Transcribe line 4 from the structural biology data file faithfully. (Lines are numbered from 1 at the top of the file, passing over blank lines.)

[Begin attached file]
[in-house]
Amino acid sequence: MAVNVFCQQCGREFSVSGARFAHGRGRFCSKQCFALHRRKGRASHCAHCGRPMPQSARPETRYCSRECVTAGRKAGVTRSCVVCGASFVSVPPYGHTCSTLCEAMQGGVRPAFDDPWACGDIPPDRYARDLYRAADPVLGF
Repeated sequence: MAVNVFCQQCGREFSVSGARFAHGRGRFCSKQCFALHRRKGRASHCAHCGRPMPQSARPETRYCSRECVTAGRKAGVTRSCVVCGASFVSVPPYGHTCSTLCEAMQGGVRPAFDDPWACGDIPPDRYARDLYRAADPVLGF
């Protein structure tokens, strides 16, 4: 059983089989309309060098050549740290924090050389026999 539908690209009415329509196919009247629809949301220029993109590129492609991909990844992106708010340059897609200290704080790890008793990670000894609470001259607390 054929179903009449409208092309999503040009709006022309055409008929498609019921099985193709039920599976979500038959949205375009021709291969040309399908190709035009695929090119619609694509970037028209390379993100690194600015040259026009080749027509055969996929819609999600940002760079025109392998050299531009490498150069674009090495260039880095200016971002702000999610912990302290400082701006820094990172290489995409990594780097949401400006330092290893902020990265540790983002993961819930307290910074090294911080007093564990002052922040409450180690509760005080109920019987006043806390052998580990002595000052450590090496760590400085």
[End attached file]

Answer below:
């Protein structure tokens, strides 16, 4: 059983089989309309060098050549740290924090050389026999 539908690209009415329509196919009247629809949301220029993109590129492609991909990844992106708010340059897609200290704080790890008793990670000894609470001259607390 054929179903009449409208092309999503040009709006022309055409008929498609019921099985193709039920599976979500038959949205375009021709291969040309399908190709035009695929090119619609694509970037028209390379993100690194600015040259026009080749027509055969996929819609999600940002760079025109392998050299531009490498150069674009090495260039880095200016971002702000999610912990302290400082701006820094990172290489995409990594780097949401400006330092290893902020990265540790983002993961819930307290910074090294911080007093564990002052922040409450180690509760005080109920019987006043806390052998580990002595000052450590090496760590400085």